"Those are big dollars," says Chris Whatley, director of the Council of State Governments' Washington office. "You can't just make easy shifts in education funding."
And in states with a heavy concentration of military installations, the pain could be worse. Military personnel spending is exempt from the cuts, but activities such as equipment maintenance, construction, procurement and research and development are not. That means tens of thousands of civilian Department of Defense and private-sector jobs could be at risk, along with tens of billions in economic activity associated with that spending. Many defense contractors are already preparing pink slips for employees.
States would also be hit by more than $2.5 billion in cuts destined for the National Institutes of Health. Those reductions, which would affect grants that go to pharmaceutical companies and higher education institutions, could cost some states hundreds of millions in research and development dollars next year alone.
But perhaps the most varied effect of the cuts will be felt by the millions of people around the country who rely on federal grants to support social services and safety net programs. If those reductions are enacted, experts say, states would have to decide whether or not to replace them. Some would likely scale back or eliminate programs rather than fill in the gaps themselves.
The federal block grant for energy assistance, which states use to help low-income households pay heating and cooling bills, would be cut even though funding for it has dwindled in recent years. Nearly $550 million would be cut from special food assistance for women, infants and children, known as WIC. And federal funds that support various local housing, health and child care services would be cut as well.
Finally, the economic impact of the cuts would be felt with great force in management ranks at federal agencies. Much of the federal agency reduction would come at the expense of staffing, and federal employees would likely face layoffs and furloughs.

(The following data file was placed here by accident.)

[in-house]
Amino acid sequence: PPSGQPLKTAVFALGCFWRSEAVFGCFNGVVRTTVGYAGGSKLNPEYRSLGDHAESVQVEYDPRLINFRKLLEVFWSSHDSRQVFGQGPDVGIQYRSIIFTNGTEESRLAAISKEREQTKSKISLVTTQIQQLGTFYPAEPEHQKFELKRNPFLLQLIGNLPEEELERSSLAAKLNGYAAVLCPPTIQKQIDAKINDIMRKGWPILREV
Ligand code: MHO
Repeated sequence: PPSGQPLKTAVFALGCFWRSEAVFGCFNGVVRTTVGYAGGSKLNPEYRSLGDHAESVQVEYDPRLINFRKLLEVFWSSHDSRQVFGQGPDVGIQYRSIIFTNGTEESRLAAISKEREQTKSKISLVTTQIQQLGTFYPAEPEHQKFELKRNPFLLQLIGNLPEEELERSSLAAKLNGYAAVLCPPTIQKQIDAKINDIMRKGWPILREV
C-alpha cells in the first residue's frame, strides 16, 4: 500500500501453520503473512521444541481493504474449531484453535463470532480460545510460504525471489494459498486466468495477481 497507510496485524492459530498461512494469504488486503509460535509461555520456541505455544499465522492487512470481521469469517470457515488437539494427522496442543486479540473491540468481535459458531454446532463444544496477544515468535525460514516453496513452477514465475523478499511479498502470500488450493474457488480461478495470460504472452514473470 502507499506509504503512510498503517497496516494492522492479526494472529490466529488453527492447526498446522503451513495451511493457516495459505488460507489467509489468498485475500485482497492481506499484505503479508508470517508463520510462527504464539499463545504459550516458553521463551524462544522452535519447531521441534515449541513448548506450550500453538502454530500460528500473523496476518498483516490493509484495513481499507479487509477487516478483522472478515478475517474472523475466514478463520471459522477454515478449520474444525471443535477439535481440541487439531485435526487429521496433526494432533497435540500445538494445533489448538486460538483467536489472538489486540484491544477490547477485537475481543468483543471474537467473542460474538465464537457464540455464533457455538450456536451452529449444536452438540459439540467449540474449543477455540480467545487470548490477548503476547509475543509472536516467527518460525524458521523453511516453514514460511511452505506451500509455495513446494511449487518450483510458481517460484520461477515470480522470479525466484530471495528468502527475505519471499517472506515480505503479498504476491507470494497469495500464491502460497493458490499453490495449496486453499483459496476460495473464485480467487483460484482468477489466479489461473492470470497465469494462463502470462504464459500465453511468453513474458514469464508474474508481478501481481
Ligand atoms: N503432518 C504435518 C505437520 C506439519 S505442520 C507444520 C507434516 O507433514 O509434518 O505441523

That would include many of the employees who would have to manage the sequestration process itself. Their jobs would be at risk, along with the services they provide. "Personnel is such a huge percentage of the cost," says Marcia Howard, executive director of Federal Funds Information for States.
For all the consternation over the looming cuts, they are still avoidable. Congress could approve an equivalent $1.2 trillion in spending reductions to stop the sequester, or simply delay it outright. The expiring tax cuts could be extended by Congress as well.
But so far, the political will has been lacking, even as most agree the fiscal cliff is an avoidable catastrophe. Lately, the conversation has been more about who's to blame for the policy: Both Republicans and Democrats malign the rigid deficit-reducing rules, but have been hesitant to dismiss the ends, as the budget remains a top concern on the campaign trail.
Still, some suspect a post-election deal will be worked out during Congress' lame-duck session. Others say the fiscal cliff is more like a slope, and Congress could retroactively stop most of the cuts and tax hikes sometime next year, even if January comes and goes.
But with time slipping away, and control of both the White House and Congress up for grabs, there's a growing sense of pessimism in Washington. Many say that even if Congress ultimately blunts the impact of the fiscal cliff, it's increasingly likely the U.S. will at least temporarily careen off of it in early 2013.
That's left a situation where states are preparing for the worst while hoping for the best. As time passes, the concern is palpable. As Whatley of the Council of State Governments sums it up, "All of these things are going to hurt."